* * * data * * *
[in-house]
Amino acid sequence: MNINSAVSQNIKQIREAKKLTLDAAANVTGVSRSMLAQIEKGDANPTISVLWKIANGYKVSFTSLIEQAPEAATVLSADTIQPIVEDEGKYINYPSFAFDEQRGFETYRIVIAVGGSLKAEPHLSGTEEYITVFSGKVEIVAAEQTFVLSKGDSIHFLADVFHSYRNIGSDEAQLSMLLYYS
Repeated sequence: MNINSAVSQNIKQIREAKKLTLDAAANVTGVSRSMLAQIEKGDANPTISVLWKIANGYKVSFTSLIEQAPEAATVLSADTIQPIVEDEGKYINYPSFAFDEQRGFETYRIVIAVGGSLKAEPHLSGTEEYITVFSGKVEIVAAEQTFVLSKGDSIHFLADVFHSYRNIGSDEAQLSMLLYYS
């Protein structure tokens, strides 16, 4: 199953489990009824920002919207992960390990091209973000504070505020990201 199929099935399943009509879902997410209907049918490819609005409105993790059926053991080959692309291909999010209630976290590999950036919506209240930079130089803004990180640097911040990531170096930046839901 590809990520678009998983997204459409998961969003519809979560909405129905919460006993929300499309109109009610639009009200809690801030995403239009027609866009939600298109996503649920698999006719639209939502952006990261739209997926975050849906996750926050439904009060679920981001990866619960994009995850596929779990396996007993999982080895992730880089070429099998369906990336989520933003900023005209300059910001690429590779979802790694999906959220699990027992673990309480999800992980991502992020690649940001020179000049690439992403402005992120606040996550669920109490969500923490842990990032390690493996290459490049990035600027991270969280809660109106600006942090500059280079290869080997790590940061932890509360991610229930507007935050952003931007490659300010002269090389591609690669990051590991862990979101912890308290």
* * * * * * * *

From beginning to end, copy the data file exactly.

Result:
[in-house]
Amino acid sequence: MNINSAVSQNIKQIREAKKLTLDAAANVTGVSRSMLAQIEKGDANPTISVLWKIANGYKVSFTSLIEQAPEAATVLSADTIQPIVEDEGKYINYPSFAFDEQRGFETYRIVIAVGGSLKAEPHLSGTEEYITVFSGKVEIVAAEQTFVLSKGDSIHFLADVFHSYRNIGSDEAQLSMLLYYS
Repeated sequence: MNINSAVSQNIKQIREAKKLTLDAAANVTGVSRSMLAQIEKGDANPTISVLWKIANGYKVSFTSLIEQAPEAATVLSADTIQPIVEDEGKYINYPSFAFDEQRGFETYRIVIAVGGSLKAEPHLSGTEEYITVFSGKVEIVAAEQTFVLSKGDSIHFLADVFHSYRNIGSDEAQLSMLLYYS
């Protein structure tokens, strides 16, 4: 199953489990009824920002919207992960390990091209973000504070505020990201 199929099935399943009509879902997410209907049918490819609005409105993790059926053991080959692309291909999010209630976290590999950036919506209240930079130089803004990180640097911040990531170096930046839901 590809990520678009998983997204459409998961969003519809979560909405129905919460006993929300499309109109009610639009009200809690801030995403239009027609866009939600298109996503649920698999006719639209939502952006990261739209997926975050849906996750926050439904009060679920981001990866619960994009995850596929779990396996007993999982080895992730880089070429099998369906990336989520933003900023005209300059910001690429590779979802790694999906959220699990027992673990309480999800992980991502992020690649940001020179000049690439992403402005992120606040996550669920109490969500923490842990990032390690493996290459490049990035600027991270969280809660109106600006942090500059280079290869080997790590940061932890509360991610229930507007935050952003931007490659300010002269090389591609690669990051590991862990979101912890308290």